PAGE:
3. A photovoltaic element as defined in claim 1, wherein the intermediate layer is made by a plasma CVD method.
4. A photovoltaic element as defined in claim 1, wherein the intermediate layer is made of the same material as that of any one of the first conduction-type semiconductor layer, the intrinsic semiconductor layer and the second conduction-type semiconductor layer.
5. A photovoltaic element as defined in claim 1, wherein the intermediate layer is made of the same material as that of the first conduction-type semiconductor layer.
6. A photovoltaic element as defined in claim 4, wherein the intermediate layer is made of a silicon material, and the thickness of the intermediate layer is set to be within 0.5-15 nm.
7. A photovoltaic element as defined in claim 1, wherein a surface of the intermediate layer is plasma-treated in a hydrogen-reduction atmosphere.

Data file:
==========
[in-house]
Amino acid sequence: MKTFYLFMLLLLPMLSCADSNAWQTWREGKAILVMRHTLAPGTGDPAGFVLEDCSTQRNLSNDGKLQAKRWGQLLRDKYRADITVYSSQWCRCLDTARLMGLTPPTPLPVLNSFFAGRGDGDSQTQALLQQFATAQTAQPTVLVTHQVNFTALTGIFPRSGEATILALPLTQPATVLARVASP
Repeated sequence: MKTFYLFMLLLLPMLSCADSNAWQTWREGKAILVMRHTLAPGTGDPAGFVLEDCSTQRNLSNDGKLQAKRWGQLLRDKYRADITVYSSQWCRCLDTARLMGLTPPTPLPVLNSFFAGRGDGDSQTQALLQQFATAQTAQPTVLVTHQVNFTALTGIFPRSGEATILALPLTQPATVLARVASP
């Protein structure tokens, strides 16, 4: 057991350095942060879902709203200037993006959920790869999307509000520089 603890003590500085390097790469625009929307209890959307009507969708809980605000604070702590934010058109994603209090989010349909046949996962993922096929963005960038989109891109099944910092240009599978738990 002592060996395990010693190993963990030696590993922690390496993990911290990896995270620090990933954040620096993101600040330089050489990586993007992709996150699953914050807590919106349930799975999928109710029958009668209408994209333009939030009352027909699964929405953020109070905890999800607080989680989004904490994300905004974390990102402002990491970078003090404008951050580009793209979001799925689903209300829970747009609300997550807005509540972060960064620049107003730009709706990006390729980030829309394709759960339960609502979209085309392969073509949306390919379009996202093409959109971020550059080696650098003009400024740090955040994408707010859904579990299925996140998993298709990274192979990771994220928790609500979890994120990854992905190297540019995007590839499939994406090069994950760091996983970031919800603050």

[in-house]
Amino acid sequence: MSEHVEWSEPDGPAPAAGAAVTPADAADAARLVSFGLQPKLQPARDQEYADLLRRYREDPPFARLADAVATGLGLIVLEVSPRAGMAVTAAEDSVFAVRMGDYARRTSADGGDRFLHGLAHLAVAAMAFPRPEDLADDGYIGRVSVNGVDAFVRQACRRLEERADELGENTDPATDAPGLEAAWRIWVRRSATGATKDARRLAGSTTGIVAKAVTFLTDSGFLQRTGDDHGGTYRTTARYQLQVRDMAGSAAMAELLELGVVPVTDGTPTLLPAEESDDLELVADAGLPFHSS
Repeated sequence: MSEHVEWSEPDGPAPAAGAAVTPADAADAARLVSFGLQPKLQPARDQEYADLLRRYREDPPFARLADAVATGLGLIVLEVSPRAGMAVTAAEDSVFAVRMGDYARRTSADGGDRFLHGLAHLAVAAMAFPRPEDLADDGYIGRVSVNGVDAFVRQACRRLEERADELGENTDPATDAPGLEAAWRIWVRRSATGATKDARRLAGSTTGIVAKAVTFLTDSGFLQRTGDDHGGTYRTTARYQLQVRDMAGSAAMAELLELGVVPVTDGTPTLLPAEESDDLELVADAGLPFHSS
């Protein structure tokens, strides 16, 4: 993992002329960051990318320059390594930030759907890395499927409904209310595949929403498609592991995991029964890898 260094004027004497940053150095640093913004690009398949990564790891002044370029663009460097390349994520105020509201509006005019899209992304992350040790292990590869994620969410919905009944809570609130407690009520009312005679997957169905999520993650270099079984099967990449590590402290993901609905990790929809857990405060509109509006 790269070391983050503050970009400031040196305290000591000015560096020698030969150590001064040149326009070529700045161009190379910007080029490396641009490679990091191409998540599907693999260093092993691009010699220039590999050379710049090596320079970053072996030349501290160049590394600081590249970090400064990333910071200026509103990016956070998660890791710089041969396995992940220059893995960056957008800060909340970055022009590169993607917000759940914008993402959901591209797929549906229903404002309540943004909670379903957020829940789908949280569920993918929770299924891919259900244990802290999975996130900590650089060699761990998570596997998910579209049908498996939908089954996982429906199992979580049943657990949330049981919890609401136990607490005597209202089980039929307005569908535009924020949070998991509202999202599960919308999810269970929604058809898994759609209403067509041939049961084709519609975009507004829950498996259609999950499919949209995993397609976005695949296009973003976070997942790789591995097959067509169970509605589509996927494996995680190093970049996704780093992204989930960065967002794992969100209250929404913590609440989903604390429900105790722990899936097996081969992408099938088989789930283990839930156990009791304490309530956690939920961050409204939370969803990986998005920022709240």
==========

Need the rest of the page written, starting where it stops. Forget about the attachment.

8. A photovoltaic element as defined in claim 1, further comprising an interfacial layer between the first conduction-type semiconductor layer and the intrinsic semiconductor layer.
9. A photovoltaic element as defined in claim 8, wherein the interfacial layer is made of the same material as that of any one of the first conduction-type semiconductor layer, the intrinsic semiconductor layer and the second conduction-type semiconductor layer.
10. A photovoltaic element as defined in claim 9, wherein the interfacial layer is made of the same material as that of the first conduction-type semiconductor layer.
11. A photovoltaic element as defined in claim 9, wherein the interfacial layer is made of a silicon material, and the thickness of the interfacial layer is set to be within 0.5-8 nm.
12. A photovoltaic element as defined in claim 1, wherein the transparent conductive film is composed of a first transparent conductive film and a second transparent conductive film.
13. A photovoltaic element as defined in claim 1, wherein the transparent conductive film has an amorphous structure.
14. A photovoltaic element as defined in claim 1, wherein the substrate is made of a polymer film.
Description